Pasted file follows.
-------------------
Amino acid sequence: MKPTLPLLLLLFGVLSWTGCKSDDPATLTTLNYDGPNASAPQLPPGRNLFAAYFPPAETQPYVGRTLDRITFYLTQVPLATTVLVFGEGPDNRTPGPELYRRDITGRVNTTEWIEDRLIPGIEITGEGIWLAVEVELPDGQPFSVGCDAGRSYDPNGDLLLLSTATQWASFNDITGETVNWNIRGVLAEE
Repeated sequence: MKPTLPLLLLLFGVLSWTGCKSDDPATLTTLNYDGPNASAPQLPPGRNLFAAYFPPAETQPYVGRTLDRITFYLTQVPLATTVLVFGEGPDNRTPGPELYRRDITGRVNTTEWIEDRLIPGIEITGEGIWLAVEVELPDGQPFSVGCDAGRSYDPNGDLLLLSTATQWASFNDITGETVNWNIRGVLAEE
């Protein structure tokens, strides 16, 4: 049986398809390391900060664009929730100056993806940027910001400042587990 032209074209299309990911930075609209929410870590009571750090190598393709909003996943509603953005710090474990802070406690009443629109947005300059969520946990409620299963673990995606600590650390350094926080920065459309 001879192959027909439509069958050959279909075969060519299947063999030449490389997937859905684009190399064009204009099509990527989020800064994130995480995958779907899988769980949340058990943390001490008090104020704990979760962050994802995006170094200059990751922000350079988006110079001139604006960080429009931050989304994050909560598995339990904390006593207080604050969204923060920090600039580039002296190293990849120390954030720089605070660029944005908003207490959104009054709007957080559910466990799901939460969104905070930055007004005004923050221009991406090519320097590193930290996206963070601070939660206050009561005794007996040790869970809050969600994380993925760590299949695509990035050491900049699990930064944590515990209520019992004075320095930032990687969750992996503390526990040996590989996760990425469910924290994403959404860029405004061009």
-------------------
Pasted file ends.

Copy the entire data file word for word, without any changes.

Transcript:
Amino acid sequence: MKPTLPLLLLLFGVLSWTGCKSDDPATLTTLNYDGPNASAPQLPPGRNLFAAYFPPAETQPYVGRTLDRITFYLTQVPLATTVLVFGEGPDNRTPGPELYRRDITGRVNTTEWIEDRLIPGIEITGEGIWLAVEVELPDGQPFSVGCDAGRSYDPNGDLLLLSTATQWASFNDITGETVNWNIRGVLAEE
Repeated sequence: MKPTLPLLLLLFGVLSWTGCKSDDPATLTTLNYDGPNASAPQLPPGRNLFAAYFPPAETQPYVGRTLDRITFYLTQVPLATTVLVFGEGPDNRTPGPELYRRDITGRVNTTEWIEDRLIPGIEITGEGIWLAVEVELPDGQPFSVGCDAGRSYDPNGDLLLLSTATQWASFNDITGETVNWNIRGVLAEE
């Protein structure tokens, strides 16, 4: 049986398809390391900060664009929730100056993806940027910001400042587990 032209074209299309990911930075609209929410870590009571750090190598393709909003996943509603953005710090474990802070406690009443629109947005300059969520946990409620299963673990995606600590650390350094926080920065459309 001879192959027909439509069958050959279909075969060519299947063999030449490389997937859905684009190399064009204009099509990527989020800064994130995480995958779907899988769980949340058990943390001490008090104020704990979760962050994802995006170094200059990751922000350079988006110079001139604006960080429009931050989304994050909560598995339990904390006593207080604050969204923060920090600039580039002296190293990849120390954030720089605070660029944005908003207490959104009054709007957080559910466990799901939460969104905070930055007004005004923050221009991406090519320097590193930290996206963070601070939660206050009561005794007996040790869970809050969600994380993925760590299949695509990035050491900049699990930064944590515990209520019992004075320095930032990687969750992996503390526990040996590989996760990425469910924290994403959404860029405004061009």